Three (3) Common Communication Mistakes and How to Fix Them
Good communication is the foundation of a strong marriage. Many marriages could be saved if spouses improved the ways they communicate with each other. It’s often the simplest bad habits that get couples into trouble. Once a marriage gets on a rough track, negativity grows. Problems escalate as both spouses repeat their mistakes again and again. Take a look at the following communication mistakes and learn how they can be resolved.
1. Yelling at Your Spouse.
When you feel angry, you probably start raising your voice. Anger creates tension. As tension builds, you look for a way to release or express it. Yelling at your spouse becomes a quick and easy option, although it often causes more trouble than relief. It may feel good to unleash your tension on your spouse when they upset you, but the sense of satisfaction is often short-lived. Whatever you say in your angry state is likely to add fuel to the fire.
Yelling unleashes lots of strong, negative emotion. No matter what you are trying to communicate at that point, the emotion is going to take center stage. It’s not that you can’t express some strong emotion when you speak – you’re not a robot, after all. But yelling goes well beyond the line. It sets the stage for an exchange of heated emotions rather than clearly communicated words.
When you can keep your emotion in check, your message can really shine through. This doesn’t mean you should try to shove your emotions out of the way. They may be a very important part of your situation. But remember – the whole point of communicating is to be clearly understood. To do that, your channel of communication must go two ways. Another option is to take a quick exercise break before you continue the conversation. Exercise is a terrific stress reducer and it can easily distract you from your intense feelings. You may also find it helpful to write out the things you want to say so you take care to deliver your message more clearly.
Some competition is OK, but anything that isn’t mutual and playful could build a wall. Competition is all around us. Football games on TV, soccer games at the high school, getting ahead at work — you name it and someone will try to win it. You may have to stay ahead of the game in some areas of your life, but your marriage is not one of them. When one person is always the winner, both spouses lose.
If you find yourself building a “case” in the back of your mind with supporting bullet points for every disagreement, you may win the argument nearly every time. However, you may do more to exhaust and demoralize your spouse than anything else.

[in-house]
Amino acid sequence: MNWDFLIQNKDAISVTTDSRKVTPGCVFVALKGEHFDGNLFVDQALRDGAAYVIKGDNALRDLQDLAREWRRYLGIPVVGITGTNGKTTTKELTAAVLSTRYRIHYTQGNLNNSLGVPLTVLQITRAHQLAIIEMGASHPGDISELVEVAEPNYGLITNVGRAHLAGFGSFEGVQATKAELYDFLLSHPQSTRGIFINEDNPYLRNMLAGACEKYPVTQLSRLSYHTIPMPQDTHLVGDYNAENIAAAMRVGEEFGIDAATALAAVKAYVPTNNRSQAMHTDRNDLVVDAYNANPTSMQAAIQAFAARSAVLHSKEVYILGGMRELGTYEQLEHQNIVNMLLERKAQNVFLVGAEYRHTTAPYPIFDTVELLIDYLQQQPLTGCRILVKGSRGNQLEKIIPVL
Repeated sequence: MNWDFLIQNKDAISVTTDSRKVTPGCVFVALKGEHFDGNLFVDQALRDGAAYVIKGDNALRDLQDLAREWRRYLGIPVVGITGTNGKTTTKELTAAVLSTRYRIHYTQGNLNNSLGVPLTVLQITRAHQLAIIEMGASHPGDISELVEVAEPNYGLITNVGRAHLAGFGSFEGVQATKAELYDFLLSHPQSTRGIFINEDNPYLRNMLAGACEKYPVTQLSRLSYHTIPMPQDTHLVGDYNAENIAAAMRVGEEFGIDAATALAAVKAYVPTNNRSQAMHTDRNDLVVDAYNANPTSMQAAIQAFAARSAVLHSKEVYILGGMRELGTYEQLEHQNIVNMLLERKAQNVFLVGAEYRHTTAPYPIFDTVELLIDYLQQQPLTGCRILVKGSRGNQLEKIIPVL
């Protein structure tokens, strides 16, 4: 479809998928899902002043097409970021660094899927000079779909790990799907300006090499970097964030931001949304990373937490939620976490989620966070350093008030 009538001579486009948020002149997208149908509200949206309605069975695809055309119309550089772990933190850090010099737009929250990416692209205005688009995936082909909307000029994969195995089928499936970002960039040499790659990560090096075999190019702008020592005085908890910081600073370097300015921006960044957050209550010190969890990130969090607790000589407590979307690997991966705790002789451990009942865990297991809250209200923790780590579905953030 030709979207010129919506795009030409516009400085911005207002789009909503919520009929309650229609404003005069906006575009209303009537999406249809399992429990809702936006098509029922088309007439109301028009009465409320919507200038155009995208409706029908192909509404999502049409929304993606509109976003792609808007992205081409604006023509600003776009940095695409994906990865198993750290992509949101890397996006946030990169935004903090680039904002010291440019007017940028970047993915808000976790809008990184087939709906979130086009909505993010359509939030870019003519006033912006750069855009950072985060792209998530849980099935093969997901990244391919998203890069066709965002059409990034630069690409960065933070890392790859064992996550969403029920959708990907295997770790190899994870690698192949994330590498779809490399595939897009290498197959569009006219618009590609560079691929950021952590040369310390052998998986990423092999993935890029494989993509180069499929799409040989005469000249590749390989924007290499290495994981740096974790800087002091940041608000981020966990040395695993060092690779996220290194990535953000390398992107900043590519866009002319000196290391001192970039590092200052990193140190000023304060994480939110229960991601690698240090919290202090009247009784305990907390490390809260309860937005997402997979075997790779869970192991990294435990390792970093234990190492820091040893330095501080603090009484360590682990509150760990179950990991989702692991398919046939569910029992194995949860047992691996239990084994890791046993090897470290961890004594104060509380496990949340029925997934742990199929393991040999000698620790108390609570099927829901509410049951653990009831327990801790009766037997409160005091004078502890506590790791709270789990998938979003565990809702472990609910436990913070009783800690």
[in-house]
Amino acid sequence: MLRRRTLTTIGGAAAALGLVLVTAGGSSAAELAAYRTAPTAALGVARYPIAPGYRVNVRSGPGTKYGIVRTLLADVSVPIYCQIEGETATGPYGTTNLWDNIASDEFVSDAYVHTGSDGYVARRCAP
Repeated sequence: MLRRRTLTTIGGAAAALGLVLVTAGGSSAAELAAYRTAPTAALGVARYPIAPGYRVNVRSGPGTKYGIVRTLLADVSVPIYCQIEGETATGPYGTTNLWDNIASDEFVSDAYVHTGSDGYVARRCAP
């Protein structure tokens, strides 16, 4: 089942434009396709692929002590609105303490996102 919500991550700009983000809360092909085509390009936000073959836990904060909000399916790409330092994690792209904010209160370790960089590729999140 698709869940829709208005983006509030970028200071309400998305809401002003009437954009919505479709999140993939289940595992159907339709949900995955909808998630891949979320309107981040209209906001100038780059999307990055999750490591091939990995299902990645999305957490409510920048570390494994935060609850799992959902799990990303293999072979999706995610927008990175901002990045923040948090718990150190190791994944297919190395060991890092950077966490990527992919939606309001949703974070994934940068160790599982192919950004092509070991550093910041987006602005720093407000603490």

Think about Why You Need To Win…
A person with emotional insecurities may overcompensate by trying to look superior to his or her spouse. When they stay on top, they feel stronger and more confident. They may have trouble being vulnerable, even with their spouse. To do so would expose their insecurities. This would clash with their belief that they are successful.
Does this sound like you? Does your spouse tire of your victory dance and your need to always have the upper hand? Maybe they just want you to come back to earth a little. They are probably far happier to be around you when you show some imperfections. You may not be used to your spouse showing tenderness toward you. If you married a great person, you have nothing to lose and everything to gain. You don’t have to win to feel satisfied.
Take Your Spouse’s Viewpoint and Make Their Day Better…
Generosity and considerate behaviors can go a long way toward nurturing a great marriage. Instead of wondering if they’ll ever load the dishwasher right, do something you know your spouse will appreciate.
If you continue a pattern of being more generous and thoughtful toward your spouse, they’ll eventually say or do something as a response. They might hold their comments back at first because they don’t know if this trend will stick. They may be waiting to see if this generosity is a gimmick or a set of new, positive habits. When they see that you are genuine and consistent with your efforts over time, your message will be clear. Let those selfish thoughts pass by and keep doing loving things for your spouse.
Here’s another secret about making an effort like this: Feelings follow actions. In other words, you may not feel loving at first when you do these generous acts. If they don’t say anything at first, you may really wonder why you are bothering at all. Keep going anyway. The more you act with generosity, the more you’ll naturally feel generous and loving toward your spouse.